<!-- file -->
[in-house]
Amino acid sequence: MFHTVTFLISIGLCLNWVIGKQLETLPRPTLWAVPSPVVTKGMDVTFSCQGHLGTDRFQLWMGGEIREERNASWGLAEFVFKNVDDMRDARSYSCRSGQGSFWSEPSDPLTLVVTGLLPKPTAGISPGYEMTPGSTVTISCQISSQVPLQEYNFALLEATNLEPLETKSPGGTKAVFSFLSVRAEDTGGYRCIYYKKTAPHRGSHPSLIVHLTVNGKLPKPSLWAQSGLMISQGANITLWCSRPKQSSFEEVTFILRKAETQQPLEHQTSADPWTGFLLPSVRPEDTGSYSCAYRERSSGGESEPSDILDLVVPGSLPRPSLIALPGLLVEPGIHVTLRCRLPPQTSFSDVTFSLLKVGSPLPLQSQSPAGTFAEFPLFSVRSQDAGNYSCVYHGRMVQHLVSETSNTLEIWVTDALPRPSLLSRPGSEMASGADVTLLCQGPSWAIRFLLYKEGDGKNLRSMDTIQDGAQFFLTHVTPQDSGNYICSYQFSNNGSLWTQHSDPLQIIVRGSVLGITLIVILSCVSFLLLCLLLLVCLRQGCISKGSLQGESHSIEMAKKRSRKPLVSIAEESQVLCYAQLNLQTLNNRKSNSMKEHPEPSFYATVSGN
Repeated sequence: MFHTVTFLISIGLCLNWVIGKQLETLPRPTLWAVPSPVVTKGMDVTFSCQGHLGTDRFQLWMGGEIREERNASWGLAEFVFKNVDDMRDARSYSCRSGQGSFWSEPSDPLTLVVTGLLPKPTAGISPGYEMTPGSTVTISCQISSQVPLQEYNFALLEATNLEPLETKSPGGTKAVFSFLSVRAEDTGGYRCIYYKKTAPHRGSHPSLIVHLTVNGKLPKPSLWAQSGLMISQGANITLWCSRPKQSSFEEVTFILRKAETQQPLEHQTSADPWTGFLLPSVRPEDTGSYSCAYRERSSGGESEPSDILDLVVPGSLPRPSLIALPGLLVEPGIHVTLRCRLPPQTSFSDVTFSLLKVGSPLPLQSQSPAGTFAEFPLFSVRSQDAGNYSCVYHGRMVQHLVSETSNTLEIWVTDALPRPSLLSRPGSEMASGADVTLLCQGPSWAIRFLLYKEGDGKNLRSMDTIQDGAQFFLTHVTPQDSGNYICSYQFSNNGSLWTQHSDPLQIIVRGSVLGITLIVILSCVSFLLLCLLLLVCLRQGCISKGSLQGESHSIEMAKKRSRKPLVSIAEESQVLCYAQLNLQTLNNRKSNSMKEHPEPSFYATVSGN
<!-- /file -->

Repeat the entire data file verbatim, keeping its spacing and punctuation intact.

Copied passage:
[in-house]
Amino acid sequence: MFHTVTFLISIGLCLNWVIGKQLETLPRPTLWAVPSPVVTKGMDVTFSCQGHLGTDRFQLWMGGEIREERNASWGLAEFVFKNVDDMRDARSYSCRSGQGSFWSEPSDPLTLVVTGLLPKPTAGISPGYEMTPGSTVTISCQISSQVPLQEYNFALLEATNLEPLETKSPGGTKAVFSFLSVRAEDTGGYRCIYYKKTAPHRGSHPSLIVHLTVNGKLPKPSLWAQSGLMISQGANITLWCSRPKQSSFEEVTFILRKAETQQPLEHQTSADPWTGFLLPSVRPEDTGSYSCAYRERSSGGESEPSDILDLVVPGSLPRPSLIALPGLLVEPGIHVTLRCRLPPQTSFSDVTFSLLKVGSPLPLQSQSPAGTFAEFPLFSVRSQDAGNYSCVYHGRMVQHLVSETSNTLEIWVTDALPRPSLLSRPGSEMASGADVTLLCQGPSWAIRFLLYKEGDGKNLRSMDTIQDGAQFFLTHVTPQDSGNYICSYQFSNNGSLWTQHSDPLQIIVRGSVLGITLIVILSCVSFLLLCLLLLVCLRQGCISKGSLQGESHSIEMAKKRSRKPLVSIAEESQVLCYAQLNLQTLNNRKSNSMKEHPEPSFYATVSGN
Repeated sequence: MFHTVTFLISIGLCLNWVIGKQLETLPRPTLWAVPSPVVTKGMDVTFSCQGHLGTDRFQLWMGGEIREERNASWGLAEFVFKNVDDMRDARSYSCRSGQGSFWSEPSDPLTLVVTGLLPKPTAGISPGYEMTPGSTVTISCQISSQVPLQEYNFALLEATNLEPLETKSPGGTKAVFSFLSVRAEDTGGYRCIYYKKTAPHRGSHPSLIVHLTVNGKLPKPSLWAQSGLMISQGANITLWCSRPKQSSFEEVTFILRKAETQQPLEHQTSADPWTGFLLPSVRPEDTGSYSCAYRERSSGGESEPSDILDLVVPGSLPRPSLIALPGLLVEPGIHVTLRCRLPPQTSFSDVTFSLLKVGSPLPLQSQSPAGTFAEFPLFSVRSQDAGNYSCVYHGRMVQHLVSETSNTLEIWVTDALPRPSLLSRPGSEMASGADVTLLCQGPSWAIRFLLYKEGDGKNLRSMDTIQDGAQFFLTHVTPQDSGNYICSYQFSNNGSLWTQHSDPLQIIVRGSVLGITLIVILSCVSFLLLCLLLLVCLRQGCISKGSLQGESHSIEMAKKRSRKPLVSIAEESQVLCYAQLNLQTLNNRKSNSMKEHPEPSFYATVSGN